National Academies Press: OpenBook

Resources for Teaching Elementary School Science (1996)

Chapter: Part 3 Overview

« Previous: Part 3. Teacher's References
Suggested Citation:"Part 3 Overview." National Academy of Sciences. 1996. Resources for Teaching Elementary School Science. Washington, DC: The National Academies Press. doi: 10.17226/4966.


Part 3, ''Teacher's References," consists of annotated lists of reference books and periodicals to which the elementary classroom teacher can turn for assistance in teaching hands-on, inquiry-centered science. The lists are as follows: "Books on Teaching Science," chapter 6; "Science Book Lists and Resource Guides," chapter 7; and "Periodicals," chapter 8.

Chapter 6, "Books on Teaching Science," includes more than 50 titles that offer guidance in learning theory and pedagogical techniques. The reference materials listed in this chapter vary from 30-page monographs to 700-page volumes. The topics covered include, for example:

  • the theory and practice of activity-based, inquiry-centered science learning and teaching;

  • classroom-tested ideas for planning, organizing, managing, and assessing an integrated guided-discovery program for science classes;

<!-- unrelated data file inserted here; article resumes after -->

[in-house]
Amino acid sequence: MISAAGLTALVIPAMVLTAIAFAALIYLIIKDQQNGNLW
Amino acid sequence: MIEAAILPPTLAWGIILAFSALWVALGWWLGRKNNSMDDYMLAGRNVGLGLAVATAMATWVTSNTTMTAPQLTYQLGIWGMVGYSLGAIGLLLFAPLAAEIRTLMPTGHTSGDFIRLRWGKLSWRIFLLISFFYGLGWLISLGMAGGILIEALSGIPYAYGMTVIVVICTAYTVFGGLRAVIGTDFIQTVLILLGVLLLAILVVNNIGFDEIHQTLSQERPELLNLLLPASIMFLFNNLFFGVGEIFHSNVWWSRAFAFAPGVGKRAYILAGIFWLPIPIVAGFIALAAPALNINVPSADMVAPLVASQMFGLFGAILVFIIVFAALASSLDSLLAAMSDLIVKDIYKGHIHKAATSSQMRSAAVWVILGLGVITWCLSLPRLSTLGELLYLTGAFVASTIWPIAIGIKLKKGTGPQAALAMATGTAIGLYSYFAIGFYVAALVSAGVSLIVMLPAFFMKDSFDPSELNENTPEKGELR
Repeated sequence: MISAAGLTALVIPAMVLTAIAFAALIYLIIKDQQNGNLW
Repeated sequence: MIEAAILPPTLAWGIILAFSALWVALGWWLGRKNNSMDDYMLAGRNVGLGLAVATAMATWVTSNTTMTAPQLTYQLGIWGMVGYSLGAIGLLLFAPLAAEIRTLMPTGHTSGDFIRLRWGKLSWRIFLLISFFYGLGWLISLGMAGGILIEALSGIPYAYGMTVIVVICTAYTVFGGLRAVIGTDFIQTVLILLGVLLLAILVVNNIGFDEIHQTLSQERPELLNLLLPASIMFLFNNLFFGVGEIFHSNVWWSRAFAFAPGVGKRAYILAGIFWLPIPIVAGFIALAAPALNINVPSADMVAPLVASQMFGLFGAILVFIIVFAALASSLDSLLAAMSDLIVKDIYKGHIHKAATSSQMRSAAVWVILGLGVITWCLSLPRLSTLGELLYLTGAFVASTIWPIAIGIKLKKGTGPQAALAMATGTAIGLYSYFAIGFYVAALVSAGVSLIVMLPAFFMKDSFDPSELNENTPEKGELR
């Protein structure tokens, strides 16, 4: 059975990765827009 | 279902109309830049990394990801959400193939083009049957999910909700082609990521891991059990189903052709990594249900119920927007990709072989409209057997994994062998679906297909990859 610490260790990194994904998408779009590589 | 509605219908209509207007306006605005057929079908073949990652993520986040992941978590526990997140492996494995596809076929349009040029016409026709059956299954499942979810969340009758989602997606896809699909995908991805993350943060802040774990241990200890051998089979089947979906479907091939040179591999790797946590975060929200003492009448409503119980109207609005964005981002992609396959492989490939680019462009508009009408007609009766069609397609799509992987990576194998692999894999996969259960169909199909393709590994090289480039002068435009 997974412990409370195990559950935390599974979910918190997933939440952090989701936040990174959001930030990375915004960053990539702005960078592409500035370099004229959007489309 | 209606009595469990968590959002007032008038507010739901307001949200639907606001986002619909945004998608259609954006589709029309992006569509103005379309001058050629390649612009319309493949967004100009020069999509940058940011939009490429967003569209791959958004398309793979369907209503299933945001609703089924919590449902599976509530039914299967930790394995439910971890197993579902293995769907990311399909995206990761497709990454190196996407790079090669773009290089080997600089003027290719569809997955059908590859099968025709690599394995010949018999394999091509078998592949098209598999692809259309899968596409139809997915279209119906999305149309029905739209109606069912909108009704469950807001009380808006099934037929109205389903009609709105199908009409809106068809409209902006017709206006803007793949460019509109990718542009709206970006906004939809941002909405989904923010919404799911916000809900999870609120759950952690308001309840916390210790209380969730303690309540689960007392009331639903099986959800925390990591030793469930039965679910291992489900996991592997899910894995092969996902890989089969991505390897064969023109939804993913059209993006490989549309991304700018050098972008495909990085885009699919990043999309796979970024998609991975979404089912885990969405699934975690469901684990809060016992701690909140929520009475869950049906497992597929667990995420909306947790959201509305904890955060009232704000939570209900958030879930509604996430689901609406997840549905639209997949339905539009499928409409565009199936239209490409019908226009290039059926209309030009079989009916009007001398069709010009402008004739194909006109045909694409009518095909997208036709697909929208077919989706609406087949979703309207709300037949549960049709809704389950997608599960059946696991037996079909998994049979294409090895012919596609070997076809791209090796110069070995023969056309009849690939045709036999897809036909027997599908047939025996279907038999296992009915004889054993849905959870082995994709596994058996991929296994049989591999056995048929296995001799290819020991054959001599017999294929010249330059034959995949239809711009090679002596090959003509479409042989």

• current issues surrounding the assessment component of science teaching;

  • indoor and outdoor activities that encourage the practice of basic science skills such as measuring, observing, and collecting and analyzing data;

  • activities that involve an interdisciplinary approach to science teaching and learning;

  • information on keeping small animals in the classroom; and

  • challenges such as the special learning needs of high-ability learners or the needs of students with disabilities in the science classroom.

Chapter 7, "Science Book Lists and Resource Guides," focuses on about 25 authoritative directories and guides. These reference works provide teachers with reviews and recommendations of books and materials, as well as information on how to select and obtain them. Among the annotated directories in the chapter are—

Suggested Citation:"Part 3 Overview." National Academy of Sciences. 1996. Resources for Teaching Elementary School Science. Washington, DC: The National Academies Press. doi: 10.17226/4966.
  • bibliographies and reviews of publications and films for students, including lists of trade books highly recommended to satisfy the interests and academic needs of students in science and mathematics;

  • guides to science equipment and material resources;

  • guides to resources in electronic formats, including a comprehensive directory of computer software for preschool through college; and

  • directories of key personnel at organizations such as educational research centers and state and federal agencies of interest to those in elementary school science.